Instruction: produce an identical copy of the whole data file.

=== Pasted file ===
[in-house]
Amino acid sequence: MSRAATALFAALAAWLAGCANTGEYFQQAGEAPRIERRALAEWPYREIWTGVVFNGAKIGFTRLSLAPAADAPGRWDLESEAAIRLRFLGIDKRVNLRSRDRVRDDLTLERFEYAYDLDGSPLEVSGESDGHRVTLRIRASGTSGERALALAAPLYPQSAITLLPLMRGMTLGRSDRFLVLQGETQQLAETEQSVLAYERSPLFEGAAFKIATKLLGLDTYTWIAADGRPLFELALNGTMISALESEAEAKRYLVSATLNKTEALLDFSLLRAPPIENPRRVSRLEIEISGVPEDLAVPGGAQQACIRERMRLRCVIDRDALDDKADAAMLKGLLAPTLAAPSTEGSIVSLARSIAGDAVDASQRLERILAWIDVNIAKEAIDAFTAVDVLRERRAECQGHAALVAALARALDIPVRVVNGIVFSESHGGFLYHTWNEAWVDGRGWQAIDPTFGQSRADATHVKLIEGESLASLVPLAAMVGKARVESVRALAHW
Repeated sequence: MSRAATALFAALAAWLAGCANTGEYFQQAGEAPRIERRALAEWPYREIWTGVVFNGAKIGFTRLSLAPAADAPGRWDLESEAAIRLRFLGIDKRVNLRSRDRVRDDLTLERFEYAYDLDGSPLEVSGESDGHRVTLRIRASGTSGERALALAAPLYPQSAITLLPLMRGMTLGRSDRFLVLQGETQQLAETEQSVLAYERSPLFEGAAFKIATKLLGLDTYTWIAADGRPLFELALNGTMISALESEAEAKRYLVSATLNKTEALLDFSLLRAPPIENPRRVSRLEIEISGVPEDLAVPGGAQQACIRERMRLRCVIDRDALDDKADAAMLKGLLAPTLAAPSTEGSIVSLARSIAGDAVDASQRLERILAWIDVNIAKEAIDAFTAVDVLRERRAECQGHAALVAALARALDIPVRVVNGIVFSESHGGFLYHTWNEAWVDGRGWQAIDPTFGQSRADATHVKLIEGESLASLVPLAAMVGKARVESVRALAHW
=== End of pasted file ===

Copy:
[in-house]
Amino acid sequence: MSRAATALFAALAAWLAGCANTGEYFQQAGEAPRIERRALAEWPYREIWTGVVFNGAKIGFTRLSLAPAADAPGRWDLESEAAIRLRFLGIDKRVNLRSRDRVRDDLTLERFEYAYDLDGSPLEVSGESDGHRVTLRIRASGTSGERALALAAPLYPQSAITLLPLMRGMTLGRSDRFLVLQGETQQLAETEQSVLAYERSPLFEGAAFKIATKLLGLDTYTWIAADGRPLFELALNGTMISALESEAEAKRYLVSATLNKTEALLDFSLLRAPPIENPRRVSRLEIEISGVPEDLAVPGGAQQACIRERMRLRCVIDRDALDDKADAAMLKGLLAPTLAAPSTEGSIVSLARSIAGDAVDASQRLERILAWIDVNIAKEAIDAFTAVDVLRERRAECQGHAALVAALARALDIPVRVVNGIVFSESHGGFLYHTWNEAWVDGRGWQAIDPTFGQSRADATHVKLIEGESLASLVPLAAMVGKARVESVRALAHW
Repeated sequence: MSRAATALFAALAAWLAGCANTGEYFQQAGEAPRIERRALAEWPYREIWTGVVFNGAKIGFTRLSLAPAADAPGRWDLESEAAIRLRFLGIDKRVNLRSRDRVRDDLTLERFEYAYDLDGSPLEVSGESDGHRVTLRIRASGTSGERALALAAPLYPQSAITLLPLMRGMTLGRSDRFLVLQGETQQLAETEQSVLAYERSPLFEGAAFKIATKLLGLDTYTWIAADGRPLFELALNGTMISALESEAEAKRYLVSATLNKTEALLDFSLLRAPPIENPRRVSRLEIEISGVPEDLAVPGGAQQACIRERMRLRCVIDRDALDDKADAAMLKGLLAPTLAAPSTEGSIVSLARSIAGDAVDASQRLERILAWIDVNIAKEAIDAFTAVDVLRERRAECQGHAALVAALARALDIPVRVVNGIVFSESHGGFLYHTWNEAWVDGRGWQAIDPTFGQSRADATHVKLIEGESLASLVPLAAMVGKARVESVRALAHW